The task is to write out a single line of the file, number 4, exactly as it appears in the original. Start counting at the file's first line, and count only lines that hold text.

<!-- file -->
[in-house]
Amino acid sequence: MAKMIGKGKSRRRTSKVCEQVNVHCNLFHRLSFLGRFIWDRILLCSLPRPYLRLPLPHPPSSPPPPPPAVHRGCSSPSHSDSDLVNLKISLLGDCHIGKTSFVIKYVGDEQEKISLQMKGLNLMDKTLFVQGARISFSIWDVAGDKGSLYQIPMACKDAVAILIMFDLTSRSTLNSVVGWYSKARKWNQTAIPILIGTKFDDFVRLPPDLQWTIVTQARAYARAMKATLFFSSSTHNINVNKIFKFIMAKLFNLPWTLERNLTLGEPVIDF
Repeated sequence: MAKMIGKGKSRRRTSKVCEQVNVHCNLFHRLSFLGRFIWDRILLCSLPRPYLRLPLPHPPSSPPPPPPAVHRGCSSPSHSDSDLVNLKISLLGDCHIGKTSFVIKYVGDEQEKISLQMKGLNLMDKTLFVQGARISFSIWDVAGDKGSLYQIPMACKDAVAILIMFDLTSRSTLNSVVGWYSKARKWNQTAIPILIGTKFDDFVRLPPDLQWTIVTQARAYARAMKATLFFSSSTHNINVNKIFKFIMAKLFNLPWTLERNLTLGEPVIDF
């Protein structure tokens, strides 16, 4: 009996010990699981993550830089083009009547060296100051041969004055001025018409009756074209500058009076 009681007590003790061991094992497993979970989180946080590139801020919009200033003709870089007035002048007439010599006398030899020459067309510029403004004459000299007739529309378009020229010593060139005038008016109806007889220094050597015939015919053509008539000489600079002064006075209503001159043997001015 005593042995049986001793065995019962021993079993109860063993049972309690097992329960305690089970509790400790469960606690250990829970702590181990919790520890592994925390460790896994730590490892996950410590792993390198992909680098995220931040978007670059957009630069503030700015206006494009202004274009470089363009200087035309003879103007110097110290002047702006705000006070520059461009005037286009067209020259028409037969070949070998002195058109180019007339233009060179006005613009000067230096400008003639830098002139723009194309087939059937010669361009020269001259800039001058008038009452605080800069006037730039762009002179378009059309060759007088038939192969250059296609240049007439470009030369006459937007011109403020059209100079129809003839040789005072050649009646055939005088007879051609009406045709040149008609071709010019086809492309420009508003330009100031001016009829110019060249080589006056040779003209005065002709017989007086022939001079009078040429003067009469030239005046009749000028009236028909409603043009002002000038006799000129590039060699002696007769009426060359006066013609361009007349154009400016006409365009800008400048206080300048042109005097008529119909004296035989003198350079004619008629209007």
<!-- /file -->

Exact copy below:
């Protein structure tokens, strides 16, 4: 009996010990699981993550830089083009009547060296100051041969004055001025018409009756074209500058009076 009681007590003790061991094992497993979970989180946080590139801020919009200033003709870089007035002048007439010599006398030899020459067309510029403004004459000299007739529309378009020229010593060139005038008016109806007889220094050597015939015919053509008539000489600079002064006075209503001159043997001015 005593042995049986001793065995019962021993079993109860063993049972309690097992329960305690089970509790400790469960606690250990829970702590181990919790520890592994925390460790896994730590490892996950410590792993390198992909680098995220931040978007670059957009630069503030700015206006494009202004274009470089363009200087035309003879103007110097110290002047702006705000006070520059461009005037286009067209020259028409037969070949070998002195058109180019007339233009060179006005613009000067230096400008003639830098002139723009194309087939059937010669361009020269001259800039001058008038009452605080800069006037730039762009002179378009059309060759007088038939192969250059296609240049007439470009030369006459937007011109403020059209100079129809003839040789005072050649009646055939005088007879051609009406045709040149008609071709010019086809492309420009508003330009100031001016009829110019060249080589006056040779003209005065002709017989007086022939001079009078040429003067009469030239005046009749000028009236028909409603043009002002000038006799000129590039060699002696007769009426060359006066013609361009007349154009400016006409365009800008400048206080300048042109005097008529119909004296035989003198350079004619008629209007």